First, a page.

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Virginia Tech News / Articles / 2015 / 01 

Vice President Elizabeth Flanagan to step down

January 9, 2015

Photograph of Virginia Tech Vice President for Development and University Relations Elizabeth A. "Betsy" Flanagan
Elizabeth A. "Betsy" Flanagan

Elizabeth A. "Betsy" Flanagan, vice president for development and university relations, will step down effective June 30, 2015, to become senior fellow for advancement.

"Betsy has led and managed unprecedented gains in private fundraising for Virginia Tech," university President Timothy D. Sands said. "That the university has weathered losses of state funding and a difficult economy is due in part to our reliance on the philanthropy of our many alumni and friends. Dr. Flanagan was at the helm throughout an era of exceptional growth, helping create a strong financial backdrop."

Coming to Virginia Tech in July 2000, Flanagan immediately set to work outlining an aggressive fundraising campaign that ultimately sought to raise $1 billion, even though consultants recommended a goal of no more than $800 million. She reorganized and staffed the development office in order to position the university for the campaign. It concluded in November 2011 having garnered more than $1.11 billion in private support.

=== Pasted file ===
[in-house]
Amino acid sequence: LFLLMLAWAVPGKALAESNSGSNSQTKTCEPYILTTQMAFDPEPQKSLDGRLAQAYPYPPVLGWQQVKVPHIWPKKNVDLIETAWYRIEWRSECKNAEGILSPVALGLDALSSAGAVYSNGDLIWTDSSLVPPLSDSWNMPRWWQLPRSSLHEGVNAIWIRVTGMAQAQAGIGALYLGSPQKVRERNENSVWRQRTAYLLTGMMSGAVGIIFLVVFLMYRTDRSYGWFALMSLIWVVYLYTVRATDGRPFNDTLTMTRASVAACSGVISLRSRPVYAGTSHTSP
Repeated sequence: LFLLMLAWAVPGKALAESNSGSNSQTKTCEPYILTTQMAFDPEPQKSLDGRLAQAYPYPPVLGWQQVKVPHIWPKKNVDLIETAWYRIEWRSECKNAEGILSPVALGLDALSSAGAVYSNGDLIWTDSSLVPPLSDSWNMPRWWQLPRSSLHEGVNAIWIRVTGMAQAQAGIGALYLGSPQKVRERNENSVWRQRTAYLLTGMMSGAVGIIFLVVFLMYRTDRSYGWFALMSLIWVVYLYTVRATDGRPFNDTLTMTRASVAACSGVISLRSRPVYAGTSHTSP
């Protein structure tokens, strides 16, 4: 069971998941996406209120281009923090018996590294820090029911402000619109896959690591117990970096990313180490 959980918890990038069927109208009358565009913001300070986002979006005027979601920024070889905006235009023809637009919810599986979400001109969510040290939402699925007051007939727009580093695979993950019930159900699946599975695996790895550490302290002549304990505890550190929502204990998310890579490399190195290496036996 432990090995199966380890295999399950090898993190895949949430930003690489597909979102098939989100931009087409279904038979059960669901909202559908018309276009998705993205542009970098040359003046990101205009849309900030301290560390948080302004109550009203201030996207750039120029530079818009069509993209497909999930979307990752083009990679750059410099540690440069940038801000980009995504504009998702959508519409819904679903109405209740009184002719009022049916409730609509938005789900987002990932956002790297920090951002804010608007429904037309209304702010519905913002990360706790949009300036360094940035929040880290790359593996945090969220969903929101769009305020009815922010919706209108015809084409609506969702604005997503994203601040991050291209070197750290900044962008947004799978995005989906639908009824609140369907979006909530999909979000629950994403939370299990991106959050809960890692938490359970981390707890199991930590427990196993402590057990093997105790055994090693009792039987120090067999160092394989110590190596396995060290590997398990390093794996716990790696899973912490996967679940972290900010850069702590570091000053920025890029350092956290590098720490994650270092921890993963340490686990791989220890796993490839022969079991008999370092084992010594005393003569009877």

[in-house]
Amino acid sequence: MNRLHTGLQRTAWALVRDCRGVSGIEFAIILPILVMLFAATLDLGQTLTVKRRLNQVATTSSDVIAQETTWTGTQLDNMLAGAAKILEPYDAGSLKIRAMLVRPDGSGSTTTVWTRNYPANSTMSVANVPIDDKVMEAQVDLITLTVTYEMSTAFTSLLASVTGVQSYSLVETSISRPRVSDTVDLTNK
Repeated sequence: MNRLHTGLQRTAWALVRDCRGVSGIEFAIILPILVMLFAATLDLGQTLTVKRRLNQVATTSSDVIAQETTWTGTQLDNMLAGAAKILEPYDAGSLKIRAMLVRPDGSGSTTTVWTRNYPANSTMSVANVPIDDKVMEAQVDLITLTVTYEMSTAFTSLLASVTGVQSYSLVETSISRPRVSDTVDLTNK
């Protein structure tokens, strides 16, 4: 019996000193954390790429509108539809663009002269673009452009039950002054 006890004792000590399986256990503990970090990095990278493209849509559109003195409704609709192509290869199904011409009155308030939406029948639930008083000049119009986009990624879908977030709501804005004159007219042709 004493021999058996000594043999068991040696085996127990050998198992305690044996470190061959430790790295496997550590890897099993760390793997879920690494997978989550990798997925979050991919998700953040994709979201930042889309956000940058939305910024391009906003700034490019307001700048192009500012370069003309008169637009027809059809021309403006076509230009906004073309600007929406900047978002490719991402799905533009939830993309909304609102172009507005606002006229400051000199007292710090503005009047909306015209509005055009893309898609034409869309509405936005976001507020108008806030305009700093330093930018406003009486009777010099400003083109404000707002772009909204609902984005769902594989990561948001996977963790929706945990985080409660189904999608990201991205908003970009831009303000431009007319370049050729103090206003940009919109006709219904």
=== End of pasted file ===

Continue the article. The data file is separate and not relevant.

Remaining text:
President Emeritus Charles W. Steger, who hired Flanagan, remarked: "Looking around the campus today, we can see evidence of Betsy’s special skills. Many of our newest buildings were made possible only by the gifts of friends and alumni. More importantly, Betsy revamped the university fundraising arm to state-of-the art standards, putting in place protocols and an organization that significantly increased annual revenue."

Major capital projects that garnered key private support during Flanagan's tenure included expansions to Lane Stadium, the Skelton Conference Center, the Holtzman Alumni Center, the Moss Arts Center, Goodwin Hall, the Hahn Horticulture Garden, the Hahn-Hurst Basketball Practice Center, and the Steger Center for International Scholarship, among others. 

Steger added: "Betsy has made significant contributions to the university and has worked diligently over her tenure to make the case for private support and build strong relationships with colleagues and constituents."

"I have been fortunate to have spent 31 years in higher education, almost half of that at Virginia Tech, helping people achieve their dreams through education," Flanagan said. "It has been a singular pleasure working with wonderful people wishing to give their resources so that others can also share in the dream of education and personal fulfillment."

As part of the reorganization of fundraising operations she led, Flanagan set new standards for development officers, added research capabilities, and installed sophisticated analytical functionality. More than 70 positions were added during her tenure, enabling the university to almost double the amount of private gift income it receives each year.